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Poly-caprolactone: A promising biodegradable polymer

Joint Event On World Congress on Novel Trends and Advances in Biotechnology, Cell & Stem Cell Research & 15th Annual Congress on Pediatrics
November 28-29, 2018 Barcelona, Spain

Asma Al Hosni

The University of Manchester, UK

Posters & Accepted Abstracts: Arch Med


Degradable plastic have received extensive attention because of their faster degradation in the environment. Among these degradable polymers is Poly-Caprolactone (PCL), which has attracted interest as a substitute for conventional polymers because of its properties as a synthetic polymer that is biodegradable. PCL was tested for its degradation with three different polymer forms: discs, film and powder. The results showed that PCL discs could be fully degraded under controlled environmental conditions after 91 days at 50 °C under compost conditions. Moreover, PCL film showed a significant reduction in tensile strength with time when measured after incubation in compost under four different temperatures. Finally, for distributed polymer samples such as powders, the reduction in residual polymer was significant. Moreover, Fungi from the surface of the polymer discs were isolated, identified and tested for its ability to degrade PCL. Therefore it can be confirmed that PCL degradation rate increases with time and as we move to higher temperatures.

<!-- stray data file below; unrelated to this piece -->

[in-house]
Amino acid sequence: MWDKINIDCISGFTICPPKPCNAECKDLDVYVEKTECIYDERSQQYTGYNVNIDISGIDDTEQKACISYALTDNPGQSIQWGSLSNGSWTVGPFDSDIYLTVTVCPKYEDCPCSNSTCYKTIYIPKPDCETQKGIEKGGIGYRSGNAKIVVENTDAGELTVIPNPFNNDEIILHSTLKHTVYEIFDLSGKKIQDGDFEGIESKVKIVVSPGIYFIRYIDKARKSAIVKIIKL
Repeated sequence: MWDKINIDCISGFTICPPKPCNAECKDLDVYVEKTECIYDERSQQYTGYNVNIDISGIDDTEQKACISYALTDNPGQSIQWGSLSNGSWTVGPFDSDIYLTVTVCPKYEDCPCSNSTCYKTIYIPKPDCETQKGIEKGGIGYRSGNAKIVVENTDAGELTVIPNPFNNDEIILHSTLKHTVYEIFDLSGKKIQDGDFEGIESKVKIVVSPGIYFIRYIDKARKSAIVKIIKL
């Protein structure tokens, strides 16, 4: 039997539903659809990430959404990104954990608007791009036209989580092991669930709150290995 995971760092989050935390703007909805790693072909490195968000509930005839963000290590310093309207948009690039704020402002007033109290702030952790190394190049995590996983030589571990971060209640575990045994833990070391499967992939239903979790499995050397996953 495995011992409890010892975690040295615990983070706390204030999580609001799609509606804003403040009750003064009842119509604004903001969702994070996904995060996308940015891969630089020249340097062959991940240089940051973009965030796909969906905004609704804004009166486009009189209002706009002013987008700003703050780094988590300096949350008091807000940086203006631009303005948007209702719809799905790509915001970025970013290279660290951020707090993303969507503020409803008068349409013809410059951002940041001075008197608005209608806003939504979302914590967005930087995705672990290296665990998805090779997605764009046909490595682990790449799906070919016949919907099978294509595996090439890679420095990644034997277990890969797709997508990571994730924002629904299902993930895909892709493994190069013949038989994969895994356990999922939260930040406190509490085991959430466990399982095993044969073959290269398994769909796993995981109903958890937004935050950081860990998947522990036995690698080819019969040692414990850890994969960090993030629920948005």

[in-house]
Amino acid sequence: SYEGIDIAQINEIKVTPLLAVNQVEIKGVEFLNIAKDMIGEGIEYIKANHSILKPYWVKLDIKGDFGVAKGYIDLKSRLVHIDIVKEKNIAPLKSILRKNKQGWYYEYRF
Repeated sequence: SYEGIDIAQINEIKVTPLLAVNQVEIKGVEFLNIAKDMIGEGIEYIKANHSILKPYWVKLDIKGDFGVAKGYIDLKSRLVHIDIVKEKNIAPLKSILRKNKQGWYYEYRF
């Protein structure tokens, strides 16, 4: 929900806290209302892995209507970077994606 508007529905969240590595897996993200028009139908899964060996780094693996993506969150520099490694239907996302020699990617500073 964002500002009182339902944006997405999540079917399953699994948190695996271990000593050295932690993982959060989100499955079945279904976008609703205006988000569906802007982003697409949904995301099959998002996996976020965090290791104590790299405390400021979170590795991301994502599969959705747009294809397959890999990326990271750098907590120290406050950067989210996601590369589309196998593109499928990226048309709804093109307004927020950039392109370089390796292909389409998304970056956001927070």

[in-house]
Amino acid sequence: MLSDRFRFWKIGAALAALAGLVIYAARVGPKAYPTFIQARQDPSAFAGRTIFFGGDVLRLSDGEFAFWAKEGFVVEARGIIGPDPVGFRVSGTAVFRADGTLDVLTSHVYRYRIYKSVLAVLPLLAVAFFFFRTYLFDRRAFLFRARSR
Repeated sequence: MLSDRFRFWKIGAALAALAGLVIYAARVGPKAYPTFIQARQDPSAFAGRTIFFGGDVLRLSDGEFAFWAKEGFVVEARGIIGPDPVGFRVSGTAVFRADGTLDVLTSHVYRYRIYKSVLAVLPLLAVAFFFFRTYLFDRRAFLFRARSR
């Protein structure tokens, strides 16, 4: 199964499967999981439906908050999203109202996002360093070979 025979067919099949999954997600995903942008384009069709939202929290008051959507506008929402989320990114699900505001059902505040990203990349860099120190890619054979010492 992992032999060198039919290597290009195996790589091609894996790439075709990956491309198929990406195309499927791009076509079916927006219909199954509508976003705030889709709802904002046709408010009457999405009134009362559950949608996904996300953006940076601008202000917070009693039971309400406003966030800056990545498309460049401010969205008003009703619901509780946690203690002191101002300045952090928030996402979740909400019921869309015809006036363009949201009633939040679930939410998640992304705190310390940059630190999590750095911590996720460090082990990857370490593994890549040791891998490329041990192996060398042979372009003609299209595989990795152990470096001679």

Biography :

Asma Al Hosni is pursuing PhD at the University of Manchester. She is working on the microbial degradation of biopolymers. She has completed her MSc from Nottingham University in UK in 2008. She is working as a Lecturer at the Higher College of Technology in the Sultanate of Oman.